With regard to ALK gene break detection, crizotinib therapy (250 mg twice a day) was prescribed. The therapy commenced in July 2012 and lasted for 1 year. After 1 month, the medication had to be stopped due to grade 3 liver toxicity [alanine aminotransferase (ALT), 15.79 µkat/l; aspartate aminotransferase (AST), 4.67 µkat/l; γ-glutamyl transpeptidase (GGT), 1.78 µkat/l; and alkaline phosphatase (ALP), 3.18 µkat/l]. After 14 days, the liver enzyme levels were lower (grade 1) (ALT, 2.67 µkat/l; AST, 0.66 µkat/l; GGT, 1.62 µkat/l; and ALP, 1.84 µkat/l) and the patient continued therapy, which was reduced to a 50% dose for 1 month. As the treatment was well tolerated, the dose was increased back to the original level in November 2012. The patient received the full dose of crizotinib until January 2014, when primary tumor progression and bone metastases were detected on PET/CT, according to Response Evaluation Criteria In Solid Tumors (version 1.1) (10). Due to crizotinib therapy, the generalized lung tumor had been stabilized for a total of 19 months. The patient was offered a place in the German clinical trial for LDK378, an ALK inhibitor developed by Novartis International AG (Basel, Switzerland), but this was declined and treatment was continued in the Czech Republic. Erlotinib therapy was started in February 2014, however, the treatment was ended in April 2014 due to fast disease progression. Subsequently, the patient participated in the formerly considered LDK378 study in Frankfurt on the Main, Germany. Nevertheless, the disease progressed and the patient succumbed in May 2014. The patient was treated using the TKI crizotinib until disease progression, which occurred after 19 months, an unusually long time compared to the commonly reported 8–10 months. The overall survival time following diagnosis was 28 months.


In the present study, the tumor morphology and results of immunohistochemical examinations (TTF1, CK7 and cdx2) were not unambiguous, and from a differential diagnostic point of view, the metastatic tumor origin (1113), e.g., the stomach, was also considered. HER2/neu gene amplification was assessed by FISH during the diagnostic process. Metastases from stomach cancer would have shown increased protein expression (relevant gene amplification) and monoclonal antibody Herceptin® (transtuzumab) therapy would have been possible (14) Moreover, HER2/neu amplification correlates with possible resistance to EGFR TKI.

EGFR ras/raf/MAPK signaling pathway analysis was interpreted to the patient's disadvantage. Existing studies have not confirmed a direct correlation between activating mutations of the EGRF gene and inhibiting mutations of the KRAS gene, however, it has been shown that these mutations can occur simultaneously. If KRAS gene mutation occurs together with the activating mutations of EGFR, the response to TKI inhibitor treatment could be affected (15) and carriers of these mutations would not respond to TKI treatment (16). BRAF gene mutation was not detected in the present study. This mutation could have an activating character with a positive response to MAPK kinase (MEK) inhibitor (Vemurafenib) treatment, nevertheless, it decreases response to TKI inhibitor treatment in lung carcinomas with EGFR gene mutations (17), and according to certain studies, BRAF mutation (V600E) represents an unfavorable prognostic factor (18,19). Due to these reasons, it is necessary to observe mutational changes in the whole EGFR ras/raf/MAPK signaling pathway (20). In the present study, cytogenetic examination detected ALK break and ALK/EML-4 fusion protein. This oncogenic rearrangement of the ALK gene has also been described in NSCLC. The inhibitor Xalkori® (crizotinib; Pfizer, Tadworth, UK) has demonstrated hopeful results in lung carcinoma cases with ALK rearrangements (21,22). ALK is an oncogene that is activated by a fusion with other genes. Other changes in the ALK gene, such as mutations or amplifications, lead to the early resistance to crizotinib. This resistance, however, was not confirmed in the present case. According to previous research, the occurrence of ALK gene break together with activating mutations of the EGFR gene is not possible (21).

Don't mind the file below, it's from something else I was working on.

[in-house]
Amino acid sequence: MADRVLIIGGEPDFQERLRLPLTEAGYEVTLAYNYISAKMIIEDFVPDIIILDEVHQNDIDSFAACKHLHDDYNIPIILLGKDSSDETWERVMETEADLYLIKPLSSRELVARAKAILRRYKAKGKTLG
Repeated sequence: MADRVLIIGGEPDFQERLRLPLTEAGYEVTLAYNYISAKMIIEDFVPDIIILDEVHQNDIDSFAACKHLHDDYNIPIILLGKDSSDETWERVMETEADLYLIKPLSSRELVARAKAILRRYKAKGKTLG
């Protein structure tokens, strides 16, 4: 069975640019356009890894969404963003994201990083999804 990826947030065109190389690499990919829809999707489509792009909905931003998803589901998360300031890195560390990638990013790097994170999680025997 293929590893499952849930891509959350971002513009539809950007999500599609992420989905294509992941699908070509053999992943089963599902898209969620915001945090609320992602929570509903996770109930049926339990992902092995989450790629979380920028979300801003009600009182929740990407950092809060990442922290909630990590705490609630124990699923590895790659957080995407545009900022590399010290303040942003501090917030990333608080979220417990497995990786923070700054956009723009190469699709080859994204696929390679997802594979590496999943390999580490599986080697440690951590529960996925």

The present study on a 67-year-old man elucidated the importance of comprehensive and complex diagnostics as the most important precondition for achieving an adequate response to currently available biological treatments. In predictive diagnostics, it is not appropriate to focus on the analysis of just one marker. A tumor cell is complex, and thus all aspects participating in its increased proliferative activity must be observed.


This study was supported by grants from the Ministry of Education of the Czech Republic (grant no. PROGRES Q25/LF1), and the Project (AZV/CR) for Conceptual Development of Research Organization (grant no. 15-28188A).



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December 2017
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Stanek, L., Springer, D., Konopasek, B., Vocka, M., Tesarova, P., Syrucek, M. ... Musil, Z. (2017). Molecular pathological predictive diagnostics in a patient with non‑small cell lung cancer treated with crizotinib therapy: A case report. Oncology Letters, 14, 7545-7548.
Stanek, L., Springer, D., Konopasek, B., Vocka, M., Tesarova, P., Syrucek, M., Petruzelka, L., Vicha, A., Musil, Z."Molecular pathological predictive diagnostics in a patient with non‑small cell lung cancer treated with crizotinib therapy: A case report". Oncology Letters 14.6 (2017): 7545-7548.
Stanek, L., Springer, D., Konopasek, B., Vocka, M., Tesarova, P., Syrucek, M., Petruzelka, L., Vicha, A., Musil, Z."Molecular pathological predictive diagnostics in a patient with non‑small cell lung cancer treated with crizotinib therapy: A case report". Oncology Letters 14, no. 6 (2017): 7545-7548.